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Clinton Backs Away from Support For Republican Welfare Reforms

By Jack Nelson
Los Angeles Times
WASHINGTON

President Clinton, increasingly concerned that Republican welfare reforms would hurt children, is backing away from his earlier indications of support for a Senate version of welfare legislation, a Clinton campaign official confirmed Monday.

Clinton's view now on the Senate bill is "let's take a second look at what it's going to mean to children," according to Ann Lewis, deputy director of "Clinton-Gore '96," the president's re-election campaign.

And a senior White House aide, who declined to be identified, said, "The president is mightily concerned with the cumulative impact of the Senate welfare bill in combination with all of the other cuts the Republicans are pushing -- Medicaid, earned income tax credits, cuts in education."

A congressional conference committee is trying to devise a compromise between the tough Senate welfare bill and an even more stringent House measure. Clinton has criticized the House bill as being too harsh. But he has said that despite some reservations, he could sign the Senate version, which Democrats supported by 35 to 11.

Lewis said Clinton's concerns were articulated in an open letter to him from Marian Wright Edelman, a close friend of Clinton and his wife Hillary and, as president of the Children's Defense Fund, a leading advocate for children. The first lady, a long-time children's advocate, is a former chairman of the Fund.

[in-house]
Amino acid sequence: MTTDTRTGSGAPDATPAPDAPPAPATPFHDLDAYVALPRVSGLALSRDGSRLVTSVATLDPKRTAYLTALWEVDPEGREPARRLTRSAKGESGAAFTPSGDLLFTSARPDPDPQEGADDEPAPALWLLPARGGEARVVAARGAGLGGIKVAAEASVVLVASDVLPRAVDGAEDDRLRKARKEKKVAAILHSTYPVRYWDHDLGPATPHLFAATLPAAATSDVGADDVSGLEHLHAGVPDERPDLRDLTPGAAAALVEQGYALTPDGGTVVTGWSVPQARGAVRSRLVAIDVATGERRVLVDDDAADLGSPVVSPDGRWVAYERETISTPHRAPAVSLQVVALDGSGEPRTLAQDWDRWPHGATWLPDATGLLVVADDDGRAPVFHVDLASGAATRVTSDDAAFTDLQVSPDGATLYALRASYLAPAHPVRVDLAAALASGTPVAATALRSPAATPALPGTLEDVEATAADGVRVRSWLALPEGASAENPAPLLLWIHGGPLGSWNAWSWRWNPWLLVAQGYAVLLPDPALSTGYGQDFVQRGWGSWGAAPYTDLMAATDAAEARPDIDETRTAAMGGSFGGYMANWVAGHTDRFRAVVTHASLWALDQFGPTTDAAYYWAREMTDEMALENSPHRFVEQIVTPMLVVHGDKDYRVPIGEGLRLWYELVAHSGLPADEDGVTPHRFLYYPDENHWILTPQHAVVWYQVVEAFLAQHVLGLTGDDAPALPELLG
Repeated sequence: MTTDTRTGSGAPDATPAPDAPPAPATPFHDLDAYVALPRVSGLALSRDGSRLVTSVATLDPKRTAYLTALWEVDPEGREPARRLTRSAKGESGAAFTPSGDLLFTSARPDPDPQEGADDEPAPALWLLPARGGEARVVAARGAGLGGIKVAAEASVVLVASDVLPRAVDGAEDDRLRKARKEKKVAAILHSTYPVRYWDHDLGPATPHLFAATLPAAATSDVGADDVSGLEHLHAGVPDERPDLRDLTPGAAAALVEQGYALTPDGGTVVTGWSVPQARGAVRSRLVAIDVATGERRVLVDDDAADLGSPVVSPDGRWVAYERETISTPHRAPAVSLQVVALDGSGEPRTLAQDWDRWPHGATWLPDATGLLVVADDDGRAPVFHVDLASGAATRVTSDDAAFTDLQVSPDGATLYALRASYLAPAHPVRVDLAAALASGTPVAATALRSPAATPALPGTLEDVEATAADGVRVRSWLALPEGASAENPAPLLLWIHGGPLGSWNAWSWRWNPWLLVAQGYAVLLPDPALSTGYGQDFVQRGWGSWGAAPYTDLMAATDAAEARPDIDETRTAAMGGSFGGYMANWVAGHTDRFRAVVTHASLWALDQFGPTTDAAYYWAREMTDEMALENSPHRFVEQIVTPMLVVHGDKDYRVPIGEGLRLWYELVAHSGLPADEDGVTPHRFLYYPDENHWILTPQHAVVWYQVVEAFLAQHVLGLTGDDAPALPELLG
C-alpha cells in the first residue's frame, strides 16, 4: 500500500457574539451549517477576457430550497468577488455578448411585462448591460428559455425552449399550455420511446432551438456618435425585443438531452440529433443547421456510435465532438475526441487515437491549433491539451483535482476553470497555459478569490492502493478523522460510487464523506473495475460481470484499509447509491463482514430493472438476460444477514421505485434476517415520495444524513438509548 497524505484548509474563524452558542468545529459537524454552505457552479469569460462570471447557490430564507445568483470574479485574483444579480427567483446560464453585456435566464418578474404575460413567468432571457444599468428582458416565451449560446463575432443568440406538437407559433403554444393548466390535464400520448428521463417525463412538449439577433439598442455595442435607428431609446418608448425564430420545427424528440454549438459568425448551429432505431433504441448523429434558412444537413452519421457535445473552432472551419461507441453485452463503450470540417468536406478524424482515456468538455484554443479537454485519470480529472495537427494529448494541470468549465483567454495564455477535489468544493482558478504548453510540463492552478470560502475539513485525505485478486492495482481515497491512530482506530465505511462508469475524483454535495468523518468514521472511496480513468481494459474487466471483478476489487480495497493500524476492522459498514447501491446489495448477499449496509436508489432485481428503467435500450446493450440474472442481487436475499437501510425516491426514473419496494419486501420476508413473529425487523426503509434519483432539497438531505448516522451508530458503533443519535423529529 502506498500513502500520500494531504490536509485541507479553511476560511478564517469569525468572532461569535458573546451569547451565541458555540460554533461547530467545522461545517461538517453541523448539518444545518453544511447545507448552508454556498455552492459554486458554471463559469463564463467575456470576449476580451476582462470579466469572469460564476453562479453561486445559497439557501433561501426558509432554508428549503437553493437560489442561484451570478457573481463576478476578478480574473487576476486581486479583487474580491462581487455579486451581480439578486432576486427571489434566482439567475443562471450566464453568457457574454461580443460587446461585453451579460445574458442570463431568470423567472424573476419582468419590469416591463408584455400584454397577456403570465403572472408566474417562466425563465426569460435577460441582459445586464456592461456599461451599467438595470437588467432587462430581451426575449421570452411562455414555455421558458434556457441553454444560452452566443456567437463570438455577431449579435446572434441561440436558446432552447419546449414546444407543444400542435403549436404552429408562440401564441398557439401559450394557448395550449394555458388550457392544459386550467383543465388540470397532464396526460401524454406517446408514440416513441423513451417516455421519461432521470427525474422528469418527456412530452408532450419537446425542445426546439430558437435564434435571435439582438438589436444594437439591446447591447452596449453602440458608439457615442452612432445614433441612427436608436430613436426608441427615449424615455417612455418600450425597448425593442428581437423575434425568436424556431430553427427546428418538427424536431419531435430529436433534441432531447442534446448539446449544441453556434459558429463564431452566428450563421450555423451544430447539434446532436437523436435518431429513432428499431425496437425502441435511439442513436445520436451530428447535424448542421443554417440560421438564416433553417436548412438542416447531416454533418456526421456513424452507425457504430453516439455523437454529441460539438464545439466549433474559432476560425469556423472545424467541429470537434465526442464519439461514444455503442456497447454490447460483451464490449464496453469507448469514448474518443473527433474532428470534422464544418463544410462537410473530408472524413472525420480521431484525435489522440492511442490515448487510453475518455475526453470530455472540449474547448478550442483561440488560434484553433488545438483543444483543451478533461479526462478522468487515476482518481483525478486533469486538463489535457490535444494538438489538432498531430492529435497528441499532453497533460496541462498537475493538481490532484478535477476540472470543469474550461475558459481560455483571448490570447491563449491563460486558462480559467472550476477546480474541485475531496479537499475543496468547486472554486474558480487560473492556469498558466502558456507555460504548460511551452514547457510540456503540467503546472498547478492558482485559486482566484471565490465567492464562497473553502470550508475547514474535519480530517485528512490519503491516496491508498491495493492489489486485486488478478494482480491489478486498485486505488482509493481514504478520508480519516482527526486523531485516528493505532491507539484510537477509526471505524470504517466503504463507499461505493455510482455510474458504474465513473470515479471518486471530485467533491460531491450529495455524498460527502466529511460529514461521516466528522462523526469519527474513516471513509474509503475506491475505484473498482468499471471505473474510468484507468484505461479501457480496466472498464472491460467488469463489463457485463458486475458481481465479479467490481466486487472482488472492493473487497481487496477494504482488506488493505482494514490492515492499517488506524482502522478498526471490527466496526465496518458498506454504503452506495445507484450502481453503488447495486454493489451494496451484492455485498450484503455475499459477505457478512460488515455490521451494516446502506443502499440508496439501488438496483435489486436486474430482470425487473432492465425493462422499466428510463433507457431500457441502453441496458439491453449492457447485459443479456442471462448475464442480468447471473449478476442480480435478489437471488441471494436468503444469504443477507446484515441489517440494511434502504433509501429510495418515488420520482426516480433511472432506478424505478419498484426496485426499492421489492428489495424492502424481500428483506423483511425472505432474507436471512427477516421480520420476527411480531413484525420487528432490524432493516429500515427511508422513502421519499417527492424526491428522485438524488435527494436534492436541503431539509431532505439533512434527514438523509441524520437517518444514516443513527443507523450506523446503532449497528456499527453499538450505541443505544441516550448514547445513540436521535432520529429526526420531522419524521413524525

The letter, published Saturday in The Washington Post, called the Senate and House bills "fatally flawed, callous, anti-child assaults." She urged Clinton to show "unwavering moral leadership for children and opposition to Senate and House welfare and Medicaid block grants, which will make more children poor and sick."

Sources said the letter dismayed some Clinton political advisers, who have counted on the president to sign welfare reform legislation. Doing so who enable him to argue during his re-election campaign that he had fulfilled a 1992 campaign pledge to "end welfare as we know it."

The president's dilemma on welfare reform has been a topic of heated debate within the administration for some time, especially since Oct. 27 -- when the Los Angeles Times disclosed that a "draft" report prepared by the Department of Health and Human Services (HHS) estimated that the Senate bill would push an estimated 1.1 million children into poverty and worsen conditions for those already under the poverty line.

The Senate bill would end the federal guarantee of cash assistance to poor mothers with children, give states block grants to create their own programs, freeze federal welfare spending for five years, require recipients to work after two years, and limit assistance to five years in a lifetime.